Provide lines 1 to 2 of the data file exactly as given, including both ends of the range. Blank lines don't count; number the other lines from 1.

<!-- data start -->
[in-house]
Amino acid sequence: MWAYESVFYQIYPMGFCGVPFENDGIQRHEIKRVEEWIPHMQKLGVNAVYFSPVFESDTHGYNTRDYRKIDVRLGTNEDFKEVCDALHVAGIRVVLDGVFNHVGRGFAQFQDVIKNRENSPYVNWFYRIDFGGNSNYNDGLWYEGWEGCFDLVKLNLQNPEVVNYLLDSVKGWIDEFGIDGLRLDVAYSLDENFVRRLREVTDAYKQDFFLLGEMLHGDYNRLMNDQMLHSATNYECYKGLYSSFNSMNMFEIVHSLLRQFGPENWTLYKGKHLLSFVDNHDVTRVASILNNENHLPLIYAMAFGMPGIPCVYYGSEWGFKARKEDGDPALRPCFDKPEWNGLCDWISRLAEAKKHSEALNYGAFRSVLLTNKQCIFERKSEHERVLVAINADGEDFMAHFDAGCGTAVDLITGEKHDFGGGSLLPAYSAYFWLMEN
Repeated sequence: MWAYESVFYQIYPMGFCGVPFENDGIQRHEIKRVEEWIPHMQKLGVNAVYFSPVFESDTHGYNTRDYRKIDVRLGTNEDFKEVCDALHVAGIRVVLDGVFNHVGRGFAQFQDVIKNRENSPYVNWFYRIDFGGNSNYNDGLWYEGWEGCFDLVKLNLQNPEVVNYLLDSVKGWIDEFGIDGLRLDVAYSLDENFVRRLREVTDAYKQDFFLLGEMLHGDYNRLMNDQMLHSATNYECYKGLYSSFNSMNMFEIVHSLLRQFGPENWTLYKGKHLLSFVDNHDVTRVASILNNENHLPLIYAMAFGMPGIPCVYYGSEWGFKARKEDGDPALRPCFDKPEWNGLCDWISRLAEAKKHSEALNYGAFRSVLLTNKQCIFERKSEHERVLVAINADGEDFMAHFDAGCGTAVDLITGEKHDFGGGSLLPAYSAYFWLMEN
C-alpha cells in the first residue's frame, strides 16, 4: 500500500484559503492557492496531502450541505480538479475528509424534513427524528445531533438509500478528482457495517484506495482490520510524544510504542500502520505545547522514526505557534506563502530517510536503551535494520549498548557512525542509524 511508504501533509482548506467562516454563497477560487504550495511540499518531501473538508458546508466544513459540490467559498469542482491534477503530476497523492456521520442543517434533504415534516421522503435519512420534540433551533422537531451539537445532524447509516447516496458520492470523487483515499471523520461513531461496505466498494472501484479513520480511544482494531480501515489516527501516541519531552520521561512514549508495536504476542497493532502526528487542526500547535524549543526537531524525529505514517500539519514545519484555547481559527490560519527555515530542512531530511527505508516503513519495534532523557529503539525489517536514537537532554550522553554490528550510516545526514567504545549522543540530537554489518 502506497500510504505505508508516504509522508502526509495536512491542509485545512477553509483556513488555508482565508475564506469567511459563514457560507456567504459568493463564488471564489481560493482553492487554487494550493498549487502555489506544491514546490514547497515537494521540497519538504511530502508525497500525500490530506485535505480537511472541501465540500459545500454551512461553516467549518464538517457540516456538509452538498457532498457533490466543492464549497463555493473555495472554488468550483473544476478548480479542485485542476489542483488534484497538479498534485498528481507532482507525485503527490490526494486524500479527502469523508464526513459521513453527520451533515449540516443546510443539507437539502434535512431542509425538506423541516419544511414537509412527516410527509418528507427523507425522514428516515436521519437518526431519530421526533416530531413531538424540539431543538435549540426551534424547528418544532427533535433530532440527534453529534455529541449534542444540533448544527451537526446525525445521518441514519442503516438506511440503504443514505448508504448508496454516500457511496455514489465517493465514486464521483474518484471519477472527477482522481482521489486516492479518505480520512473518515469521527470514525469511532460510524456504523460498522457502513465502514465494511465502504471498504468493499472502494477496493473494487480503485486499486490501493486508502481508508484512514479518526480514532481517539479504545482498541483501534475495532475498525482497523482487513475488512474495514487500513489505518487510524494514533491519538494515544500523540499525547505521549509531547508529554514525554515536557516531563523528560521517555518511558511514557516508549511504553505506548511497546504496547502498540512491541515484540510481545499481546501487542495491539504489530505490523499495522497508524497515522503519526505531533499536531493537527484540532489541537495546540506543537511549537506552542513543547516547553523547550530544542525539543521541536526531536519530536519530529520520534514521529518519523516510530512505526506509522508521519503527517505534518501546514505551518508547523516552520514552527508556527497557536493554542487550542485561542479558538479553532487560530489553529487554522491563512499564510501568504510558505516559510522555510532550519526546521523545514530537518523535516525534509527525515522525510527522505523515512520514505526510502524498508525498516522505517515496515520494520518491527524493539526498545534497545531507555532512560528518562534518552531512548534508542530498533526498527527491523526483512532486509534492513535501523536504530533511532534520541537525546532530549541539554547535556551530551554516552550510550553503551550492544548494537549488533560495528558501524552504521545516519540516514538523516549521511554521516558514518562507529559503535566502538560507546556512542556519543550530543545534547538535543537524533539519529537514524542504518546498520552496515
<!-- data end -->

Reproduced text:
[in-house]
Amino acid sequence: MWAYESVFYQIYPMGFCGVPFENDGIQRHEIKRVEEWIPHMQKLGVNAVYFSPVFESDTHGYNTRDYRKIDVRLGTNEDFKEVCDALHVAGIRVVLDGVFNHVGRGFAQFQDVIKNRENSPYVNWFYRIDFGGNSNYNDGLWYEGWEGCFDLVKLNLQNPEVVNYLLDSVKGWIDEFGIDGLRLDVAYSLDENFVRRLREVTDAYKQDFFLLGEMLHGDYNRLMNDQMLHSATNYECYKGLYSSFNSMNMFEIVHSLLRQFGPENWTLYKGKHLLSFVDNHDVTRVASILNNENHLPLIYAMAFGMPGIPCVYYGSEWGFKARKEDGDPALRPCFDKPEWNGLCDWISRLAEAKKHSEALNYGAFRSVLLTNKQCIFERKSEHERVLVAINADGEDFMAHFDAGCGTAVDLITGEKHDFGGGSLLPAYSAYFWLMEN